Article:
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Mathematical models of vehicular speed on mountain roads Andueza, Pedro Jose

By: Andueza, Pedro JosePublication details: Transportation Research Record, 2000Description: nr 1701, s. 104-10Subject(s): USA | Estimation | Speed | Mathematical model | | Radius | Visibility distance | Average speed | Design speed | Highway design | Driver | Comfort | Safety | 25 | 31Bibl.nr: VTI P8167:1701Location: Abstract: Mathematical models were developed to estimate vehicular speed on curves and tangents in mountain roads. The 85th percentile speed for curves was estimated by using the radius of the curve under consideration, the radius of the previous curve, sight distance in the curve, and tangent length before the curve. The average speed was calculated by using the radius of the curve under consideration, the radius of the previous curve, and sight distance. The 85th percentile and the average speed were estimated by using the radius of the previous curve and tangent length. Speeds adopted by drivers respond not to engineer's design speed but to geometric characteristics of the road. A design procedure is proposed that takes advantage of available design speed and driver behavior on the road at the same time. On a curve, drivers consider two efficiency measures: speed and comfort. On some curves, they prefer to feel a certain degree of discomfort in exchange for obtaining greater speeds. For some geometric conditions, drivers adopt a speed that sacrifices not only comfort but also safety.
Item type: Reports, conferences, monographs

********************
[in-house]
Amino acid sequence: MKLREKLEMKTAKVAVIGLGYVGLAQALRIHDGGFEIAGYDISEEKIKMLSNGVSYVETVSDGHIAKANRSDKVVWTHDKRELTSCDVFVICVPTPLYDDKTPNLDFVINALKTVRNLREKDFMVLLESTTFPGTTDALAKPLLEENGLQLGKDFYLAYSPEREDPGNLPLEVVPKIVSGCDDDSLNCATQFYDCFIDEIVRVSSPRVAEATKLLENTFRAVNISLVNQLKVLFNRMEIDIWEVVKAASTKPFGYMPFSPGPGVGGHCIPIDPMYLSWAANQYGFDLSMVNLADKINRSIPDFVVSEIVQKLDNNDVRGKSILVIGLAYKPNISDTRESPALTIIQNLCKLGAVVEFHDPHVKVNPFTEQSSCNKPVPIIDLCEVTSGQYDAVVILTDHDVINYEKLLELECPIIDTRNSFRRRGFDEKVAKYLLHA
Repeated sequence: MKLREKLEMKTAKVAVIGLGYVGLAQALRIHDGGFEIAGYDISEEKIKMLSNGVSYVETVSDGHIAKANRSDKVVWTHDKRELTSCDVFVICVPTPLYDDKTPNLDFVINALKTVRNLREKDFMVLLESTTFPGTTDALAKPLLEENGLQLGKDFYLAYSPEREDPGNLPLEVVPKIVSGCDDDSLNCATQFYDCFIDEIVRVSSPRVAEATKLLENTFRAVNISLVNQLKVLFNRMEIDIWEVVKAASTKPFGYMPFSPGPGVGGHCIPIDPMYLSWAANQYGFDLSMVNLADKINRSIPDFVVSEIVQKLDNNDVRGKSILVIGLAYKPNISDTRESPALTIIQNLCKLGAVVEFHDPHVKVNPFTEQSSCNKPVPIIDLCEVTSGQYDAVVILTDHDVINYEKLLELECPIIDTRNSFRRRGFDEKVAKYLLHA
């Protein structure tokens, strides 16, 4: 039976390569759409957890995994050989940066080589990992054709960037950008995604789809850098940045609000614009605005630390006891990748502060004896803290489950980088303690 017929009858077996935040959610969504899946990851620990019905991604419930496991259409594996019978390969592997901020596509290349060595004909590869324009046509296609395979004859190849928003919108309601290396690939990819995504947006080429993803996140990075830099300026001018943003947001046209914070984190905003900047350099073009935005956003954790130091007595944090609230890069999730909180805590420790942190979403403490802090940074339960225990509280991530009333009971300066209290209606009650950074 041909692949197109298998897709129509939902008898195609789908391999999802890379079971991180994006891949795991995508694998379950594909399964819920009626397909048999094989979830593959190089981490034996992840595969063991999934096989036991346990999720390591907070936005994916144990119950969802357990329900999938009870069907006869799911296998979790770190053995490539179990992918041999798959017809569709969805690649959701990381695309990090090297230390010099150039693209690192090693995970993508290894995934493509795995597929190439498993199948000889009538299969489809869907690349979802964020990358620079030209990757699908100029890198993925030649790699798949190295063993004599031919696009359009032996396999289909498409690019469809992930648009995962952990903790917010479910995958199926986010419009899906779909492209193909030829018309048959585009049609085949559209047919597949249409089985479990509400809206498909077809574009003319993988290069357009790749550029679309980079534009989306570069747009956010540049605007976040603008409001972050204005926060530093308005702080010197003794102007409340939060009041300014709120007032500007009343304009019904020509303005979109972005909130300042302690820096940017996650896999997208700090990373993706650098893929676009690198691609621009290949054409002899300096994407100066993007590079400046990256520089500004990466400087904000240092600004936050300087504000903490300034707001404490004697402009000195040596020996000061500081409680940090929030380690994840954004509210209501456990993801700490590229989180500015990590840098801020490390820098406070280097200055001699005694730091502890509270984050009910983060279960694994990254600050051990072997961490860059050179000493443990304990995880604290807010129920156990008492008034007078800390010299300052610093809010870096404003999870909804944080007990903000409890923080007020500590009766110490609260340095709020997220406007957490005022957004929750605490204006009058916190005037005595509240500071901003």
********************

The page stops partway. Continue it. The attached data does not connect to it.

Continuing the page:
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Mathematical models were developed to estimate vehicular speed on curves and tangents in mountain roads. The 85th percentile speed for curves was estimated by using the radius of the curve under consideration, the radius of the previous curve, sight distance in the curve, and tangent length before the curve. The average speed was calculated by using the radius of the curve under consideration, the radius of the previous curve, and sight distance. The 85th percentile and the average speed were estimated by using the radius of the previous curve and tangent length. Speeds adopted by drivers respond not to engineer's design speed but to geometric characteristics of the road. A design procedure is proposed that takes advantage of available design speed and driver behavior on the road at the same time. On a curve, drivers consider two efficiency measures: speed and comfort. On some curves, they prefer to feel a certain degree of discomfort in exchange for obtaining greater speeds. For some geometric conditions, drivers adopt a speed that sacrifices not only comfort but also safety.

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